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Re: REST; good for humans and machines

From: Geoff Arnold <Geoff.Arnold@Sun.COM>
Date: Sun, 05 Jan 2003 14:35:15 -0500
To: Mark Baker <distobj@acm.org>
Cc: "Champion, Mike" <Mike.Champion@SoftwareAG-USA.com>, www-ws-arch@w3.org
Message-id: <3E1888F3.5080604@sun.com>

Mark Baker wrote:

> On Sun, Jan 05, 2003 at 10:46:45AM -0700, Champion, Mike wrote:
>
> >So, I'll clarify what I said earlier:  If the representations being passed
> >around are being processed by humans, the REST interfaces are sufficient --
> >they just have to deliver the information, and the human reads it (or fills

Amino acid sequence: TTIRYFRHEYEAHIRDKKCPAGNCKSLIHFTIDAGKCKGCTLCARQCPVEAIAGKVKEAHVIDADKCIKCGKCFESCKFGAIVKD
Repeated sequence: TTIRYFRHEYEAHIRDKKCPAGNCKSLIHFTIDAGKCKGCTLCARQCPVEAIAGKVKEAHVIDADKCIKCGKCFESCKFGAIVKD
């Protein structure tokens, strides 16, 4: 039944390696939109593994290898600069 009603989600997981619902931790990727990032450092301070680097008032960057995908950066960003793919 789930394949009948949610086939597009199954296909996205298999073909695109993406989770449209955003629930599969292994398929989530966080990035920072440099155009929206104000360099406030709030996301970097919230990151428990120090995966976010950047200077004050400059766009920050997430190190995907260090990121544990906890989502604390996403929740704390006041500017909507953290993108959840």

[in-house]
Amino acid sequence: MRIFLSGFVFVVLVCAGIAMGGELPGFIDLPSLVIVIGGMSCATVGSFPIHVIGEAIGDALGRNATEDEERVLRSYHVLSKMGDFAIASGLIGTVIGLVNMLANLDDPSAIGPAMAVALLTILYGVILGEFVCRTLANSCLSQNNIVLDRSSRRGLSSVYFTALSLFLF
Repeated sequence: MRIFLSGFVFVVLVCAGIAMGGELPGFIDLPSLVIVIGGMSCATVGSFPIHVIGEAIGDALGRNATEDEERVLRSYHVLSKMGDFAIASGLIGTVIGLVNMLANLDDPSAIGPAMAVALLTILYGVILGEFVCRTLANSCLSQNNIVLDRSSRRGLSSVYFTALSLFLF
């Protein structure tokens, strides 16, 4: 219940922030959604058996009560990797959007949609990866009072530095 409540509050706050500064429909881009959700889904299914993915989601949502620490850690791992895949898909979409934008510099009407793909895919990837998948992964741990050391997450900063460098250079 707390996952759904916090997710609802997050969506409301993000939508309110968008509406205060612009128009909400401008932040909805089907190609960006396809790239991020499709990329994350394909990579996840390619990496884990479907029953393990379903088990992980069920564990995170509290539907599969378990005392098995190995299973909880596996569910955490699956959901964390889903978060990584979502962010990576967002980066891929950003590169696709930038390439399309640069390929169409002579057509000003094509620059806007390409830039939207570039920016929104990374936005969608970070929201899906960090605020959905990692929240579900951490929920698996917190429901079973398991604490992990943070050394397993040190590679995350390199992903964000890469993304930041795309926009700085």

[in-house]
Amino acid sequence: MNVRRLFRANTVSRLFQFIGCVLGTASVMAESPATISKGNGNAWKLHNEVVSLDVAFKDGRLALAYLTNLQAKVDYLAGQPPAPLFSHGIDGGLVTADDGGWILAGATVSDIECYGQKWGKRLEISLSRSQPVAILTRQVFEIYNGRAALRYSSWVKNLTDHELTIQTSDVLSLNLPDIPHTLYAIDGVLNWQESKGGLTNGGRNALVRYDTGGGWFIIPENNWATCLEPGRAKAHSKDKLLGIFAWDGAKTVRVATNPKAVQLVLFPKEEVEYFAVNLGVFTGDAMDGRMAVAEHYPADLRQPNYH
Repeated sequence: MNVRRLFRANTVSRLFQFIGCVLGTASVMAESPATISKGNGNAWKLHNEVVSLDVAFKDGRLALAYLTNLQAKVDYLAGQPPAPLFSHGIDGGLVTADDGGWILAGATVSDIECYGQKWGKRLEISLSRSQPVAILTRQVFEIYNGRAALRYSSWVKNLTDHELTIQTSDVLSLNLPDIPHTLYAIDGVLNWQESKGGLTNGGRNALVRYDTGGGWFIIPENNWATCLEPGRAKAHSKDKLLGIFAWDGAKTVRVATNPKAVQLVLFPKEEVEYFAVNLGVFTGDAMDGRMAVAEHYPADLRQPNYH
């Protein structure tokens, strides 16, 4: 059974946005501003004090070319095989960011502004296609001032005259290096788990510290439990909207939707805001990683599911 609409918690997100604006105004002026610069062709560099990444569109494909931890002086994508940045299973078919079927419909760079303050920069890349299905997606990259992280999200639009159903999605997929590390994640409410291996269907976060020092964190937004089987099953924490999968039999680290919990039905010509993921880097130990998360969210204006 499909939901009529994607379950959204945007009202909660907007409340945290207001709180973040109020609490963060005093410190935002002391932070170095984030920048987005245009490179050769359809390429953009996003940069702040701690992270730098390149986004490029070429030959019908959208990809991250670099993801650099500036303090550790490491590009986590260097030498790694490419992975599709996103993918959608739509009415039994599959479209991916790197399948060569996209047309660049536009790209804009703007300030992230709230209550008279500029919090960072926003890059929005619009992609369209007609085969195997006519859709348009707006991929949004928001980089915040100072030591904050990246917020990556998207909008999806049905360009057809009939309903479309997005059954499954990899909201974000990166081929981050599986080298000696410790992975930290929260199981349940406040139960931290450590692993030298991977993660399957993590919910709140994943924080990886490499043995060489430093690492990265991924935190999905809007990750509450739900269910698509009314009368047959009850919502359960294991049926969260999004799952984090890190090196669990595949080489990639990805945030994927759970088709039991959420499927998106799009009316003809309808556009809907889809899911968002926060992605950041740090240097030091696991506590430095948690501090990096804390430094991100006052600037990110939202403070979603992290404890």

> >out the form, or finds an appropriate hyperlink, or whatever).
>
>
> Wait a sec, Roy said that REST is suitable for automata.  That means no
> humans are required in the loop.  Did he not make that clear?


Just because he said it, doesn't make it true.

The examples he gave were instructive. Spiders are simple-minded
automata designed to scrape some of the human-significant aspects of
web pages. They are notoriously inaccurate, and fail completely
in the presence of dynamic content! As for the libs he described,
I have only seen them used in closed systems - for applications
to "phone home" for updates, and so forth. I would
be interested to see an example of an open service actually
constructed in this way, because somewhere in such a system is
an IDL (or WSDL) style description. And that's what defines
the service. Whether we RESTfully push much of the interface up to
a higher level is an engineering choice; frankly, REST seems to
just introduce one more layer of negligible value.
Received on Sunday, 5 January 2003 14:35:20 GMT

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